A. Pomodoro techniques
This is a simple but effective technique which helps form a new and good habit, in this case focusing on one task for a set time, without checking a phone. The Pomodoro technique helps in two ways:
- It allows us to set a specific amount of time that we will work for – ideally a modest amount so that it isn’t too daunting: 25 minutes is recommended.
- It prevents us from accessing social media (etc) during that time.
You can either find an App on the Internet or a simple kitchen timer. Some Apps allow you to block social media and/or emails – that’s ideal. Otherwise, turn our wifi router off or just disconnect your devices (all of them!) from the Internet. Then, just for the amount of time you chose, WORK! Work like the wind!
FYI, the Apps I use are SelfControl (timer + social media blocker) and BeFocused (timer). Both were free. There are also specific Pomodoro Apps but “Pomodoro” just refers to the method of working for short periods of time uninterrupted.
The result is almost always really positive: you find it easy to do, you love the feeling of actually working without interruption, and that feeling encourages you to do the same next time. I find that I ignore the timer and carry on working and that makes me feel great.
Can you adapt this for some of your classwork? I recommend digital switch off periods, to fit into whatever classroom activities you’re doing. Talk about it and why you’re doing it; encourage discussion of feelings when you’ve finished; discuss whether they could do the same at home.
Do point your students towards this technique for their own personal use.
Model this with your teenagers. They and you can investigate and compare Apps and also compare success. Show them that you find it hard, too, but that you are trying.
Find a way – depending on age of teenager – to insist on homework periods being managed by such techniques. If you do this right, your teenagers will soon find that it helps them and will do it themselves.
B. Out of sight, out of mind
Being able to see or quickly access the object we desire is a trigger to wanting it. If I see chocolate, I want it; if I don’t, I don’t think of it. People trying to lose weight are encouraged not to buy the foods they crave, so that they aren’t easily accessible when they crave them. Apply this strategy to digital media: keep your smartphone out of sight – and ideally out of reach, outside the room, for example. Avoid having links or bookmarks to whatever social media platform your vice is on your laptop.
Consider a universal “hand your phones in” model, at least below 6th form. I know that sometimes you need students to use the phones for classwork but you can work around this. Create a mindset that phones in class are just for school tasks. If phones are accessible, it is beyond difficult for students not to be distracted. In fact, the research is clear: they will be distracted.
At home, everyone should put their phones in a box or basket in the hall when they’re working. (And at night.) Teach children from a young age that social media is only for phones and phones are not useful to have nearby while trying to concentrate. Aim to develop self-control after parent-control. Promote the healthy message on my Online Wellbeing Pledge below.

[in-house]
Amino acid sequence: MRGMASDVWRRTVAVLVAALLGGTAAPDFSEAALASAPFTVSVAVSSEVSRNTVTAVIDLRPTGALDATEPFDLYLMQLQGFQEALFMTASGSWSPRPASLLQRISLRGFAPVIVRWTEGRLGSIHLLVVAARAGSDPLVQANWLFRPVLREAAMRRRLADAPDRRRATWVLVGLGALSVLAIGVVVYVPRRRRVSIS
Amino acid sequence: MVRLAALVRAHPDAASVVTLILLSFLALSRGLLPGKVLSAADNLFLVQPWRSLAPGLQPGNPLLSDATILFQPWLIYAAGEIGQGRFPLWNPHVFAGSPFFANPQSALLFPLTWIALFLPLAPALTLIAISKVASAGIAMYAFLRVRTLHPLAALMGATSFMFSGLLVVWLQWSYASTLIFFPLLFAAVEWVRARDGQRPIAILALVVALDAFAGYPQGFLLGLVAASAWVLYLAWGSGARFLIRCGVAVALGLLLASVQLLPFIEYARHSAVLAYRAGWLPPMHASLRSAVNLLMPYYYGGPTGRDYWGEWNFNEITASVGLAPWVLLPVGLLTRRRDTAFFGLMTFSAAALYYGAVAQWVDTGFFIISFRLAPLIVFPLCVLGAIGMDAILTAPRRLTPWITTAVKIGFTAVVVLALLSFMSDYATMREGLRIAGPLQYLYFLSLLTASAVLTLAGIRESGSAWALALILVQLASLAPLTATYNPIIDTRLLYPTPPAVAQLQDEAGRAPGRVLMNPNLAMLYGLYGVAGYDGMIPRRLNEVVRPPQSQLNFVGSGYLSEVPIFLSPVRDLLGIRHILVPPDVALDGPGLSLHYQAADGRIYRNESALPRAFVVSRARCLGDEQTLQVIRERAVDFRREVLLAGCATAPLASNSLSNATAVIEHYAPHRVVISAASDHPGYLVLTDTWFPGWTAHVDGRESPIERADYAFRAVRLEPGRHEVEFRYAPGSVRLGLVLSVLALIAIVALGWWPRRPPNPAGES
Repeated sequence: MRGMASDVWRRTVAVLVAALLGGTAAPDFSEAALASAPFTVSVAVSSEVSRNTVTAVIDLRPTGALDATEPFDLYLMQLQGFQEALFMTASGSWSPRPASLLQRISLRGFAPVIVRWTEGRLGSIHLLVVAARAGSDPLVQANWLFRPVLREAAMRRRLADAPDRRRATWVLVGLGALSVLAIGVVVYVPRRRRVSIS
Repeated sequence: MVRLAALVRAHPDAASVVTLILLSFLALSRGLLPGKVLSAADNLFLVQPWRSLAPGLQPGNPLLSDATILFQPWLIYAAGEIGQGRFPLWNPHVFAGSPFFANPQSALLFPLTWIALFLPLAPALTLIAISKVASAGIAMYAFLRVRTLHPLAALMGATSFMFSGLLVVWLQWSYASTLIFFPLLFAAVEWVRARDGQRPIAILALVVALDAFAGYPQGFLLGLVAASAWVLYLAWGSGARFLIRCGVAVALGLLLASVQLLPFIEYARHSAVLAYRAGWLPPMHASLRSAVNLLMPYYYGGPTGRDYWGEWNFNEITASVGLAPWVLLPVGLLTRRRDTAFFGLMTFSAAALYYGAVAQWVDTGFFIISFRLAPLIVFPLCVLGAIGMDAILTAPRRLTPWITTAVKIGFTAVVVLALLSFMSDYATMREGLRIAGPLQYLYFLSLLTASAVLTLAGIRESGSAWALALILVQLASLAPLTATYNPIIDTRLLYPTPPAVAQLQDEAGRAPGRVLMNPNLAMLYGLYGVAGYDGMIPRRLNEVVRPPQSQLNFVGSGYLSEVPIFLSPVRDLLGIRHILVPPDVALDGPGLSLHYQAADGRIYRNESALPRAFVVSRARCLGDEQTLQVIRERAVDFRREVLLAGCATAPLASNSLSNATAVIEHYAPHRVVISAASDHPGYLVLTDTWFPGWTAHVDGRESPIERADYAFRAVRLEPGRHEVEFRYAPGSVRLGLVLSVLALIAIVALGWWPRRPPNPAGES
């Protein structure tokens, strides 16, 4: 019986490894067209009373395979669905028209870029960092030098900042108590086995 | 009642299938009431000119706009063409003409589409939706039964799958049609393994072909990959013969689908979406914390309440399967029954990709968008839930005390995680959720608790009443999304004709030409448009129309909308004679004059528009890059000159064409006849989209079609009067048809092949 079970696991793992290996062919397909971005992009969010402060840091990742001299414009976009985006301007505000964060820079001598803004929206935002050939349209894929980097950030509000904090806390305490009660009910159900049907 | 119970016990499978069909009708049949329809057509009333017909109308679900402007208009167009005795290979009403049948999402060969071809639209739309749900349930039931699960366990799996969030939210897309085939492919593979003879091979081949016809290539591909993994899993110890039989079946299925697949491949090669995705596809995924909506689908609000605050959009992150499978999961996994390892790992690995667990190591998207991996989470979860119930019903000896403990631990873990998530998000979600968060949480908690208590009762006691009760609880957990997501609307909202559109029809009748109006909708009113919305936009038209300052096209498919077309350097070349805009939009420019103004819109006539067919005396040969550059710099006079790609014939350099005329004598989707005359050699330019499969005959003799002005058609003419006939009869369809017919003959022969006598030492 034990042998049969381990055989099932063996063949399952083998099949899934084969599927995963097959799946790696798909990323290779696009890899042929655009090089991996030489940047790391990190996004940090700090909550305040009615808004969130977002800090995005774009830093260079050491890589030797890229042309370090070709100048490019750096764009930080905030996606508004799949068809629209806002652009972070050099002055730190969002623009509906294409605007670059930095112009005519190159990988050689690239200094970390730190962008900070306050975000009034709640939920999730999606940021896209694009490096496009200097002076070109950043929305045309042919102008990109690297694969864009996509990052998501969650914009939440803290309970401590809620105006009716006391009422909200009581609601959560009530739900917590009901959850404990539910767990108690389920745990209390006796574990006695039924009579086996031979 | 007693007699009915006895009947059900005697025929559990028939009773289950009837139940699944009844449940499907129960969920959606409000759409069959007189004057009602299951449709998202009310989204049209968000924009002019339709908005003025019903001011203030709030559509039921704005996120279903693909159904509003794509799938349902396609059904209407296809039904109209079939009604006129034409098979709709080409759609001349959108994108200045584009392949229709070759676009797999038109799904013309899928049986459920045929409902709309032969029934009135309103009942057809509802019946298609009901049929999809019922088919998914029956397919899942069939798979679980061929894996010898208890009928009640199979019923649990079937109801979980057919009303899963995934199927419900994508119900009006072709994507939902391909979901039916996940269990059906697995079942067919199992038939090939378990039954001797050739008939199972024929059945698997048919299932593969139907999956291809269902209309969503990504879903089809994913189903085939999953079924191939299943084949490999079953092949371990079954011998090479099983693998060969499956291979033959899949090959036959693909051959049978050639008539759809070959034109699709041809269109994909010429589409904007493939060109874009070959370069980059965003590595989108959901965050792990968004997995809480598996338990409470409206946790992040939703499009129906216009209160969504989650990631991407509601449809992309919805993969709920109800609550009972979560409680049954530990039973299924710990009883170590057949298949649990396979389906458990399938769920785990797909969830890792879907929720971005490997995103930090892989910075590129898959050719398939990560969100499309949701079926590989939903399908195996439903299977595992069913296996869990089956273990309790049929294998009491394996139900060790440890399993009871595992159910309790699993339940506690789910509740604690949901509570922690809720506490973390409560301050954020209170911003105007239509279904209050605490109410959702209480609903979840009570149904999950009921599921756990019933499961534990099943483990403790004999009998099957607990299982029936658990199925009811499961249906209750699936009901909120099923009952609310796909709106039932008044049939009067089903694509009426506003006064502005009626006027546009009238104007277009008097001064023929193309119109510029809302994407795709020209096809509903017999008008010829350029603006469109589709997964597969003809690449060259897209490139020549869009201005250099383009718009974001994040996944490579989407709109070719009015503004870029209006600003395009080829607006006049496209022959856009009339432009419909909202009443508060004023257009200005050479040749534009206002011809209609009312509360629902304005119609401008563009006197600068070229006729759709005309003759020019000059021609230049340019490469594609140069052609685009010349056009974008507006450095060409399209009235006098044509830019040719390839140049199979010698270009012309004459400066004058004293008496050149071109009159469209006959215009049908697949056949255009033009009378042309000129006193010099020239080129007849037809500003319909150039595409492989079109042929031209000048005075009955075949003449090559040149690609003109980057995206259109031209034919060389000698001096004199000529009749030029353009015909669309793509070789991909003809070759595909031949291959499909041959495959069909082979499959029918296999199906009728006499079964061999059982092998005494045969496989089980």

C. Use the Marshmallow Effect
Read the Marshmallow Effect by Walter Mischel, about the seminal research into how young children (and the rest of us) learn and use self-control. The original experiments are fascinating (and sweet – oh, but those poor children!) but what has been learnt from them is really useful. The two that stuck out for me are the next two points below.
When we are thinking “I want that” or “I want to do that” and it’s something we’re trying not to do – whether it’s eating another piece of cake, drinking a glass of wine, smoking a cigarette or using social media instead of working – if we can distract ourselves for a few minutes from thinking about it we stand a good chance of resisting. If we can distract ourselves with something we like, it’s likely to succeed because we are likely to become involved in the thing that we have chosen instead. So, play some music, hum a tune, write a list of things to do, run around the room, go for a walk (without your phone!) – anything that’s appropriate for the moment.
During break and lunchtimes, make sure there are activities available that students want to do. Not all the time, just some of the time.
Provide alternative activities and insist that some are device-free. If your teenagers are severely attached to their phones, this may at first need to be high-interest, high-reward and for only a brief time. But it’s up to you to find a way. We often need help to find something that entertains us as much as our phones and friends on social media: find what it might be for your family. There is always a way you can make this work. Persevere. You’re their parent and you should know best!
E. Replacement – “if/then”